Nevertheless, he cautions that they also involve significant levels of work and risk. With small balances, meanwhile, SMSFs also involve a relatively high level of cost.
Despite the flexibility which these funds do offer, it should also be noted that some restrictions and limitations on use of SMSFs to invest in direct property.
Issues To Think About
Asked about what workers need to consider when planning for retirement, Power says this is a broad question but mentions several issues which relate specifically to design and construction.
Since working in construction entails significant physical risk, it is important to have suitable insurance to cover situations whereby injury or illness causes an inability to work.
This is particularly important for those with young families and/or a mortgage to pay.
For those running their own business, suitable business insurance is also critical.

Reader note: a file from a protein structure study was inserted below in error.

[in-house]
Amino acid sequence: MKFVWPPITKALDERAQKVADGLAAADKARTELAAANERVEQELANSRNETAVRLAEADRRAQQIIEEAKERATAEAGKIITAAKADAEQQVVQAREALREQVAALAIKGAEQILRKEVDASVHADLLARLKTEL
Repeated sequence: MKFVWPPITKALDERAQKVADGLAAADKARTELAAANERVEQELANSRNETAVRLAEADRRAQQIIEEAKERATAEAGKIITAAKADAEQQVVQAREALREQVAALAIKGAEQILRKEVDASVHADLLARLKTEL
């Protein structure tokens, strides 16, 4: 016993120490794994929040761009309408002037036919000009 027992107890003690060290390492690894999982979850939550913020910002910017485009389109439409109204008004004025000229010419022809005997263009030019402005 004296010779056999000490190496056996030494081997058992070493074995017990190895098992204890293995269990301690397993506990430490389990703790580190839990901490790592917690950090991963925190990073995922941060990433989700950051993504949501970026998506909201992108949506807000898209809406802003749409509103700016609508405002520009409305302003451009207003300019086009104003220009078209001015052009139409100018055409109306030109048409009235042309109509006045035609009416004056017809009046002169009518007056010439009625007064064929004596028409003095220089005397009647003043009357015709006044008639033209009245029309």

Next, it was important to continue to make regular contributions to your super. Design and construction, Power says, tends to have a large number of self-employed workers as well as contractors– groups which have a significant tendency to neglect their super in favour of more pressing needs regarding immediate cash flow.
This, Power says, can create a situation whereby they fail to afford adequate consideration to how they will fund their retirement until they draw close to retirement age – at which point it is often too late.
Instead, he says that making small but regular contributions to your superannuation can make a significant difference to your retirement and can also deliver benefits associated with tax.
Another important consideration for business owners is that superannuation can be protected if your business fails and you enter bankruptcy.
On this score, Power cautions that this generally works only for regular and consistent contributions which have been made to a regulated superannuation fund. Business owners cannot, Power said, make large contributions immediately prior to declaring bankruptcy and expect that these will be protected.
Finally, for those working in manual jobs, Power talks about the need to be aware that they may not be physically capable of working through to the age pension age of 67.